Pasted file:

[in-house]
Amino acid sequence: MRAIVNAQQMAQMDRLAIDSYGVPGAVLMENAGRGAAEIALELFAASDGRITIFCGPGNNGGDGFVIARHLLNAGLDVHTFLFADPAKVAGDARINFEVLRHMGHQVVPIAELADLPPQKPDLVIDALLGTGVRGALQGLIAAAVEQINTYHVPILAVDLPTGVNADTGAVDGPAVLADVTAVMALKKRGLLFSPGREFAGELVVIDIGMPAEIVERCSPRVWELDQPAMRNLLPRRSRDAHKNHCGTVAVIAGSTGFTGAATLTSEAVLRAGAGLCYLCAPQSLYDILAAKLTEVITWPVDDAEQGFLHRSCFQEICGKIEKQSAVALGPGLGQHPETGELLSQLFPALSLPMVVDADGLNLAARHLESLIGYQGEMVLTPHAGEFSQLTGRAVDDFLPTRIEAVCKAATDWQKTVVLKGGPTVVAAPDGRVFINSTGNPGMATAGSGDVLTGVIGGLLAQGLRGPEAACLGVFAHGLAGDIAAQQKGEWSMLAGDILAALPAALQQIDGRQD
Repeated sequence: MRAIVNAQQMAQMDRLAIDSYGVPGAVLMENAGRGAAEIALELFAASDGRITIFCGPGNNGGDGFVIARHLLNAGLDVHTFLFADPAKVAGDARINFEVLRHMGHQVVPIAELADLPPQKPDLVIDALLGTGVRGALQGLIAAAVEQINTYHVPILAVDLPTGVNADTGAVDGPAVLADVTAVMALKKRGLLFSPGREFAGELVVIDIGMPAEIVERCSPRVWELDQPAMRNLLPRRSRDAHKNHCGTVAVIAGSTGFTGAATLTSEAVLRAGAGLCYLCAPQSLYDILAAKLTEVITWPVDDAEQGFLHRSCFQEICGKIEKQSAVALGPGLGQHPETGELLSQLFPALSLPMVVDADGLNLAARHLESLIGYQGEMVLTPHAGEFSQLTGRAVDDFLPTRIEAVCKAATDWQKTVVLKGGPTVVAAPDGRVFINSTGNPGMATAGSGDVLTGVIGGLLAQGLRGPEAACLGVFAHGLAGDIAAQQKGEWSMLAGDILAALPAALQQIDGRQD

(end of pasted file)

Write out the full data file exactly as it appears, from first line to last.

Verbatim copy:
[in-house]
Amino acid sequence: MRAIVNAQQMAQMDRLAIDSYGVPGAVLMENAGRGAAEIALELFAASDGRITIFCGPGNNGGDGFVIARHLLNAGLDVHTFLFADPAKVAGDARINFEVLRHMGHQVVPIAELADLPPQKPDLVIDALLGTGVRGALQGLIAAAVEQINTYHVPILAVDLPTGVNADTGAVDGPAVLADVTAVMALKKRGLLFSPGREFAGELVVIDIGMPAEIVERCSPRVWELDQPAMRNLLPRRSRDAHKNHCGTVAVIAGSTGFTGAATLTSEAVLRAGAGLCYLCAPQSLYDILAAKLTEVITWPVDDAEQGFLHRSCFQEICGKIEKQSAVALGPGLGQHPETGELLSQLFPALSLPMVVDADGLNLAARHLESLIGYQGEMVLTPHAGEFSQLTGRAVDDFLPTRIEAVCKAATDWQKTVVLKGGPTVVAAPDGRVFINSTGNPGMATAGSGDVLTGVIGGLLAQGLRGPEAACLGVFAHGLAGDIAAQQKGEWSMLAGDILAALPAALQQIDGRQD
Repeated sequence: MRAIVNAQQMAQMDRLAIDSYGVPGAVLMENAGRGAAEIALELFAASDGRITIFCGPGNNGGDGFVIARHLLNAGLDVHTFLFADPAKVAGDARINFEVLRHMGHQVVPIAELADLPPQKPDLVIDALLGTGVRGALQGLIAAAVEQINTYHVPILAVDLPTGVNADTGAVDGPAVLADVTAVMALKKRGLLFSPGREFAGELVVIDIGMPAEIVERCSPRVWELDQPAMRNLLPRRSRDAHKNHCGTVAVIAGSTGFTGAATLTSEAVLRAGAGLCYLCAPQSLYDILAAKLTEVITWPVDDAEQGFLHRSCFQEICGKIEKQSAVALGPGLGQHPETGELLSQLFPALSLPMVVDADGLNLAARHLESLIGYQGEMVLTPHAGEFSQLTGRAVDDFLPTRIEAVCKAATDWQKTVVLKGGPTVVAAPDGRVFINSTGNPGMATAGSGDVLTGVIGGLLAQGLRGPEAACLGVFAHGLAGDIAAQQKGEWSMLAGDILAALPAALQQIDGRQD